TORONTO/NEW YORK (Reuters) - A damning short-seller’s report accusing Sino-Forest Corp TRE.TO of theft and fraud put the skids under the Canadian-listed company on Friday, even as it denied there was a problem.
Sino-Forest, which operates forest plantations in China, told investors to exercise “extreme caution” in assessing the report, issued by research firm Muddy Waters.
“Muddy Waters has a short position in the company’s shares and therefore stands to realize significant gains from a share price decline that it precipitated,” Sino-Forest said in a statement on Friday. Its shares fell 24 percent on Thursday.
Stock in Sino-Forest, whose top shareholder at the end of April was billionaire hedge-fund manager John Paulson, fell a further 65 percent on Friday, hitting a new low of C$4.81 before closing at C$5.23.
A record 42 million shares changed hands, making the company Toronto’s most active stock by far.
In a detailed, 37-page report, Muddy Waters said its researchers found that Sino-Forest had exaggerated its assets and falsified its investments.
“Like Madoff, (Sino-Forest) is one of the rare frauds that is committed by an established institution,” it said, referring to convicted fraudster Bernie Madoff. Its “capital raising is a multibillion dollar Ponzi scheme, and accompanied by substantial theft.”
Muddy Waters holds short positions on companies it reports on, and makes money when shares fall. It first won attention with a scathing report on Orient Paper Inc (ONP.A) in 2010.
Sino-Forest, which says it employed 3,900 people and managed 790,000 hectares of plantation trees in China at the end of last year, has reported steady earnings growth since its stock was first listed in Toronto in 1995.
But it has also had its share of controversy. It restated earnings in 2004, the same year that it proposed an executive compensation plan that investors saw as overly generous.
The company actively buys and sells forests, according to a report from Poyry‘s. The industry consultant said the company had a “dynamic” forestry estate.
“Unlike most forest owners and managers, Sino-Forest actively trades in forests. Each year the company both sells and buys forests, and accordingly the composition of the forest estate changes much more than for a business that is simply managing and harvesting a more static resource,” Poyry’s wrote in its 2010 annual report on the company’s assets.
Thomson Reuters Starmine shows 10 analysts follow the company, with four listing Sino-Forest as “strong buy,” five as “buy” and one as “hold.”
Dundee Capital Markets analyst Richard Kelertas put Sino-Forest “under review” pending more information, but said he did not believe the Muddy Water charges.
“To the best of our knowledge we believe that the allegations cited in the short-seller’s ‘research report’ are false and without merit,” he said, noting his conclusions were based on several years of conversations with management.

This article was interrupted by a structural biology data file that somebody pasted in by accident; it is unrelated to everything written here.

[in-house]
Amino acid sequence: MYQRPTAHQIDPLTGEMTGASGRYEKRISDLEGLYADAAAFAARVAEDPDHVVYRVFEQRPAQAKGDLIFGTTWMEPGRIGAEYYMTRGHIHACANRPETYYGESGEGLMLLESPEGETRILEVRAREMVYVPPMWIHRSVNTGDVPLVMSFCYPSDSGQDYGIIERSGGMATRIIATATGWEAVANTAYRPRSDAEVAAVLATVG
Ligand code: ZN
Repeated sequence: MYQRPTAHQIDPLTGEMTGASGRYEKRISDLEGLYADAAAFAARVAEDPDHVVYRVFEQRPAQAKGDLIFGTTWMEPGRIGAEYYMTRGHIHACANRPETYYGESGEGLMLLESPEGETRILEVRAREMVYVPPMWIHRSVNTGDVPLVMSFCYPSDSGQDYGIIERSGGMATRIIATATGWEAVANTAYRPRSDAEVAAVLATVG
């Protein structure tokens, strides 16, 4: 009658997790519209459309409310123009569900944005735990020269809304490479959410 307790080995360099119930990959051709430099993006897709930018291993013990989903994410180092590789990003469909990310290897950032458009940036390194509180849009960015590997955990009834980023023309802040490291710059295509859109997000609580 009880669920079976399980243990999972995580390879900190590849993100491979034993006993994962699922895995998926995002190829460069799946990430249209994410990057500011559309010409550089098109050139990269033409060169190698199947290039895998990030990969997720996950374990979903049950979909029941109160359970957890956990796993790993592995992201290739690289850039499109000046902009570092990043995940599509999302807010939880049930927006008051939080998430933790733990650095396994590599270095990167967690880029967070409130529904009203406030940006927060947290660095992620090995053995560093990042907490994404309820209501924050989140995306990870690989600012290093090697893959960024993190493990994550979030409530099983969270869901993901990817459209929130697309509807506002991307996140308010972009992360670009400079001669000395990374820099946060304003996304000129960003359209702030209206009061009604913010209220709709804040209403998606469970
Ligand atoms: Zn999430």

BMO Capital Markets cut its rating on Sino-Forest to “market perform” from “outperform” on Friday, and put its price target on the shares under review, “pending a better understanding of the company’s timber holding.”
Sino-Forest said its board had appointed a committee of three of its independent directors to investigate the allegations and complained the Muddy Waters report had a substantial impact on its reputation and securities prices.
“Sino-Forest wish to state clearly that there is no material change in its business or inaccuracy contained in its corporate reports and filings that needs to be brought to the attention of the market,” the company said.
Paulson owned 14.13 percent of the shares as of the end of April 29, according to Thomson Reuters data. An investor familiar with the situation said Paulson & Co had informed investors that Paulson is looking at the situation closely.
Sino-Forest shares represent about 2 percent of his Advantage Strategy and are not owned in any other Paulson strategies. A Paulson spokesman declined to comment.
The Ontario Securities Commission declined to comment on the allegations about Sino-Forest, which has an office in Mississauga, Ontario, outside Toronto.
The Muddy Waters report also prompted a sell-off in Sino-Forest bonds and dragged down the China high-yield offshore sector.
Thomson Reuters data shows Sino-Forest has some $2.3 billion in debt financing outstanding, with credit ratings in the low grade, speculative range or junk status.
Its longest dated issue, maturing in October 2017, is currently yielding almost 17 percent, Thomson Reuters data shows.
Credit default swaps, which protect fixed income investors against default or restructuring, are trading with an immediate upfront cost to investors of $493,000 plus an additional $500,000 annually for the five-year life of the contract, according to data provider MarkIt.
Muddy Waters has also published damning notes on RINO International Corp (RINO.PK) and China MediaExpress Holdings CCME.PK, both of which have been delisted from the Nasdaq.
Following the report, RINO said its auditors had found accounting flaws. The chief financial officer at China MediaExpress later resigned, along with its auditors.
But some companies are fighting back.
Drew Bernstein, the chairman of Orient Paper’s audit committee, said the Muddy Waters report on Orient was filled with untrue allegations. He said Orient Paper was perhaps the most vetted Chinese company following the report.
Its shares still trade on NYSE Amex.
Additional reporting by Jennifer Ablan, Daniel Bases and Julie Gordon; writing by Janet Guttsman; editing by Frank McGurty